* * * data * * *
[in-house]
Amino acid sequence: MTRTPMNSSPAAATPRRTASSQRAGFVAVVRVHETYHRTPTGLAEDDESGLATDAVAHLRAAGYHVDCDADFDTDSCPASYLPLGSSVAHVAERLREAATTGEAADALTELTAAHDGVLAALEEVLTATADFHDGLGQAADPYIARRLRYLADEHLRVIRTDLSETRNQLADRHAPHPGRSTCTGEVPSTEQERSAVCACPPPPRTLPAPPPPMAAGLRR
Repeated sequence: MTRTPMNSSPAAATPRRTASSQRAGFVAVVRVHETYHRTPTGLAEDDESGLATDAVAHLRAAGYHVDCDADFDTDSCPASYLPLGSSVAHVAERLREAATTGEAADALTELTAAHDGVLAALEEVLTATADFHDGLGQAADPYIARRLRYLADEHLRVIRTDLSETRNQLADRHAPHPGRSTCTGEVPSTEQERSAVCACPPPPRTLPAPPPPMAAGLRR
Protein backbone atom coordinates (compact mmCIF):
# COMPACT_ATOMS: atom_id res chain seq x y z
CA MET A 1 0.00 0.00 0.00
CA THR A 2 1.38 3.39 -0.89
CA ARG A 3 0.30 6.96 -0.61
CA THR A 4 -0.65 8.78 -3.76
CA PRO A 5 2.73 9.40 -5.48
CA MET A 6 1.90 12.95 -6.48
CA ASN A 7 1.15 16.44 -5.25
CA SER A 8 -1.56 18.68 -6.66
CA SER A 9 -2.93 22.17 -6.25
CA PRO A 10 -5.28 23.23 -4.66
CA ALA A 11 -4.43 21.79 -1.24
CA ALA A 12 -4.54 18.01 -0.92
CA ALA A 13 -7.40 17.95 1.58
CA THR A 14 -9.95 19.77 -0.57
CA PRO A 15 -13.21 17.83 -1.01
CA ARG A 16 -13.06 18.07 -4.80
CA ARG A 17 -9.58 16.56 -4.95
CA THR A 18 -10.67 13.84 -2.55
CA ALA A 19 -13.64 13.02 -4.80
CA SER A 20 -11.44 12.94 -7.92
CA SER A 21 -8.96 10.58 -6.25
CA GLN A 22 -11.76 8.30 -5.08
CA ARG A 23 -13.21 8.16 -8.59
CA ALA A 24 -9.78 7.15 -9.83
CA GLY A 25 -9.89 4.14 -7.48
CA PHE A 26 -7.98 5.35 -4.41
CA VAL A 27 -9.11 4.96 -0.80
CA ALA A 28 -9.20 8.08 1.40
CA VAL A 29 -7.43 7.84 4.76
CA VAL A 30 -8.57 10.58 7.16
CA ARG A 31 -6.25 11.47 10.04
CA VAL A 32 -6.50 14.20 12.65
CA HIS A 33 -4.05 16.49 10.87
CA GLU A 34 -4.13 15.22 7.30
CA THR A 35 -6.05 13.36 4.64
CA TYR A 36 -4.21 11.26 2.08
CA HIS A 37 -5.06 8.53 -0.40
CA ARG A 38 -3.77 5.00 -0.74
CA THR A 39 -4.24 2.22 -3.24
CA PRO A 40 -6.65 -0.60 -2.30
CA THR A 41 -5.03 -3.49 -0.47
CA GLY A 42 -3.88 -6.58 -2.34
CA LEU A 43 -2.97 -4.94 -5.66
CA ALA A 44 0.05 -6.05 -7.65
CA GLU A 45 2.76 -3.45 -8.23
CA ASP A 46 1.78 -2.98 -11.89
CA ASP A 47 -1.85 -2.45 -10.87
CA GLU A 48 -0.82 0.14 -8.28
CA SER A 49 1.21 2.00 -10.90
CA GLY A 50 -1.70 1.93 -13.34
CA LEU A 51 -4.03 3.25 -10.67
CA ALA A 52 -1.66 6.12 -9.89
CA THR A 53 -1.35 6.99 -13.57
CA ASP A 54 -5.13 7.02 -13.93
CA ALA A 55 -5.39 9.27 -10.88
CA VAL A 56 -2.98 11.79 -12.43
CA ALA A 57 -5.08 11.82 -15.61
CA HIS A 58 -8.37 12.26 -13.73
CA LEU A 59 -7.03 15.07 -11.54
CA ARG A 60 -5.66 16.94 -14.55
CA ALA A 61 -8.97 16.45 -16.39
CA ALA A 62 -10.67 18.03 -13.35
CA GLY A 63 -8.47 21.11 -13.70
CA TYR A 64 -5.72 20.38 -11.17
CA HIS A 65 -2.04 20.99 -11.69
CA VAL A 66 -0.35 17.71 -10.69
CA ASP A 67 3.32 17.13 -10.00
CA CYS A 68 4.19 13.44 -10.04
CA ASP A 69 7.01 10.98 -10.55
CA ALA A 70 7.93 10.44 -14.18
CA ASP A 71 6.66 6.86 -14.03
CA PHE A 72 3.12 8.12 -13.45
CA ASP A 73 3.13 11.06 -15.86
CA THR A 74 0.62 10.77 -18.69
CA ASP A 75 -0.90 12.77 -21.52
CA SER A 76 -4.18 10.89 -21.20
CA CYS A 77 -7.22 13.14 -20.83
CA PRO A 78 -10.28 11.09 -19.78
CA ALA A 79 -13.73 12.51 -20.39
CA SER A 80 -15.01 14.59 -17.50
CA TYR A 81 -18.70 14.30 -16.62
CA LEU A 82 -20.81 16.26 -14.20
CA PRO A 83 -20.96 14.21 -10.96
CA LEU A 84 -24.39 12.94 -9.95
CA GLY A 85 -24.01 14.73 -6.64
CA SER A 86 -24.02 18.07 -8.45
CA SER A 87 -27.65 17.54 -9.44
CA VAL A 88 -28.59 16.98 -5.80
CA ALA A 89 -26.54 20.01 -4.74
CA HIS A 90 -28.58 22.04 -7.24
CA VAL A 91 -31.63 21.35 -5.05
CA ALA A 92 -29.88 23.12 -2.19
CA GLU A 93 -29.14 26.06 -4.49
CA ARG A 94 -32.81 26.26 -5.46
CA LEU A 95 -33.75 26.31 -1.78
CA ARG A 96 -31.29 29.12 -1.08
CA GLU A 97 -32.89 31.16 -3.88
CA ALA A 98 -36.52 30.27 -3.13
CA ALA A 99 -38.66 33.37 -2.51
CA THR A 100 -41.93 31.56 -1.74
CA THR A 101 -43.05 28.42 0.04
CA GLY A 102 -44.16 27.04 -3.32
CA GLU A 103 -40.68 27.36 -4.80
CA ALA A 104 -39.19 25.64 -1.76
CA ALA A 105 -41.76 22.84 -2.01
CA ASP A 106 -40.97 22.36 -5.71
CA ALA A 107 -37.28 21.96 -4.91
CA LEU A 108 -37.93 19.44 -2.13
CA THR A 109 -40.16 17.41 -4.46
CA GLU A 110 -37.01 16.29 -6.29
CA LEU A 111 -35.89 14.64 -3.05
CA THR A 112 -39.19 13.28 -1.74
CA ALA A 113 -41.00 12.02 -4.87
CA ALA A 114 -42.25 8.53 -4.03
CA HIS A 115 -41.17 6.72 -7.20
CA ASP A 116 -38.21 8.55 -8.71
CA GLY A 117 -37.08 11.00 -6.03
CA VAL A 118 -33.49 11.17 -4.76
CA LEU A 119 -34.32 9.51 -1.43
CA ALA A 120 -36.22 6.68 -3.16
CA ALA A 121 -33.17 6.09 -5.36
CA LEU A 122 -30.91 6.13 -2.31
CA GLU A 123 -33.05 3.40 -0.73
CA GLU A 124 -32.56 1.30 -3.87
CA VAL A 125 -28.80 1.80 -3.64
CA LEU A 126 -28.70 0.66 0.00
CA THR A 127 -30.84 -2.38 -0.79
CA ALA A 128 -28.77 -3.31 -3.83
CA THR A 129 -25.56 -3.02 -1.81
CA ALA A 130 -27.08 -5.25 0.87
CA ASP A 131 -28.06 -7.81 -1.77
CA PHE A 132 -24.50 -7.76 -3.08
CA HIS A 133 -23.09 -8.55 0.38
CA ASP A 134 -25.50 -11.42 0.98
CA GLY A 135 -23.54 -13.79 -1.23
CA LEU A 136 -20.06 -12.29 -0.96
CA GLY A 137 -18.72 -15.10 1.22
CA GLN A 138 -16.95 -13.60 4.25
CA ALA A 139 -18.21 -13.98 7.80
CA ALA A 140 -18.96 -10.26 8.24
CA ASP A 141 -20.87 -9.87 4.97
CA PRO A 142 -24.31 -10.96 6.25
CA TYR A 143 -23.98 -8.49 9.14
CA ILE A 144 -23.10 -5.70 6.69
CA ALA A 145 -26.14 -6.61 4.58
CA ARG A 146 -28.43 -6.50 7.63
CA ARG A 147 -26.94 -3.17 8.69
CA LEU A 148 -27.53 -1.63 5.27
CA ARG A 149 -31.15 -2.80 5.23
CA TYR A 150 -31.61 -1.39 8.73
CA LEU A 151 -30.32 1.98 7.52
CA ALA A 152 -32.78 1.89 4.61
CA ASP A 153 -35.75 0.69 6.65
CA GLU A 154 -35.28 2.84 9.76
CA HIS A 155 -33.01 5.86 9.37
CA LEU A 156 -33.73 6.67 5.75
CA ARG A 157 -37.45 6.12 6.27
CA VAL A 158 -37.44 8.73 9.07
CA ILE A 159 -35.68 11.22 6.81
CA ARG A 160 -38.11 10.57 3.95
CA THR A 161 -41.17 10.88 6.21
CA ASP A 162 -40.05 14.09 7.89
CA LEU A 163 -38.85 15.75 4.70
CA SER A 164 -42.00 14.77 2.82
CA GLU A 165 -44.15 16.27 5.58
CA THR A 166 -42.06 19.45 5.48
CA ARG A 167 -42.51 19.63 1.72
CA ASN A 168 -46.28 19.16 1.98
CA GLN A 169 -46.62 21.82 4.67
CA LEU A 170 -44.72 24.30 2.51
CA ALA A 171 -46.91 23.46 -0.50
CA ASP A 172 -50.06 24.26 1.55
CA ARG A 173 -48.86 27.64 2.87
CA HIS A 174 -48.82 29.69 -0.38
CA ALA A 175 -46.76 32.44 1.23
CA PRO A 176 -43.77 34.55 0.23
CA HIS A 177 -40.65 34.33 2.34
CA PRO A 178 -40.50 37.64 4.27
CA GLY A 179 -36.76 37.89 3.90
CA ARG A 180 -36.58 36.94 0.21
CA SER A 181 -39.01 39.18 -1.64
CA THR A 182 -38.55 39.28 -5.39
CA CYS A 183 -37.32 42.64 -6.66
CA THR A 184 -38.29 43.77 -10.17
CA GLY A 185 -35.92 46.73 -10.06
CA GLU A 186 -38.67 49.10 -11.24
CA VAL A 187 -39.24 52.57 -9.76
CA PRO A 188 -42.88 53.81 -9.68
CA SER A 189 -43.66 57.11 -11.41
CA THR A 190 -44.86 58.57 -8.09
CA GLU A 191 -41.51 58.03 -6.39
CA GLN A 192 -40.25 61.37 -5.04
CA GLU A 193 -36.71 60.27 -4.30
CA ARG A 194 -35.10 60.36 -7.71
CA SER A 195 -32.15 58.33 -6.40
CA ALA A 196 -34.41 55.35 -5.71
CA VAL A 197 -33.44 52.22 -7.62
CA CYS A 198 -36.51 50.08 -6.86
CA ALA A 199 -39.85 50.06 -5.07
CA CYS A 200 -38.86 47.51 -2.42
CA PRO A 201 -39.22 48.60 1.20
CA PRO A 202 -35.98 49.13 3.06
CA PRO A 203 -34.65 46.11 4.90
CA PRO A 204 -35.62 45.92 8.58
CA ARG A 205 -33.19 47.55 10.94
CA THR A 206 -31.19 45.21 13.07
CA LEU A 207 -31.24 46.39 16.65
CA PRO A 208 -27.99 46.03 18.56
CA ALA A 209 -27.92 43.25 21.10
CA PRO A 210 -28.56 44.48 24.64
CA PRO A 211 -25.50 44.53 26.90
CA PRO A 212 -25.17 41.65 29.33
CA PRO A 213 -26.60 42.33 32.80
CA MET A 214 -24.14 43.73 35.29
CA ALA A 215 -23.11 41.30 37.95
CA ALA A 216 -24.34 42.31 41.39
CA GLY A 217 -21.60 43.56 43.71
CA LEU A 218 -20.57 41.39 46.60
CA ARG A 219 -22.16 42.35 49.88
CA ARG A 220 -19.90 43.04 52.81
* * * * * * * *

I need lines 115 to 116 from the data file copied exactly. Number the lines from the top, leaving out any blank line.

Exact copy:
CA GLU A 110 -37.01 16.29 -6.29
CA LEU A 111 -35.89 14.64 -3.05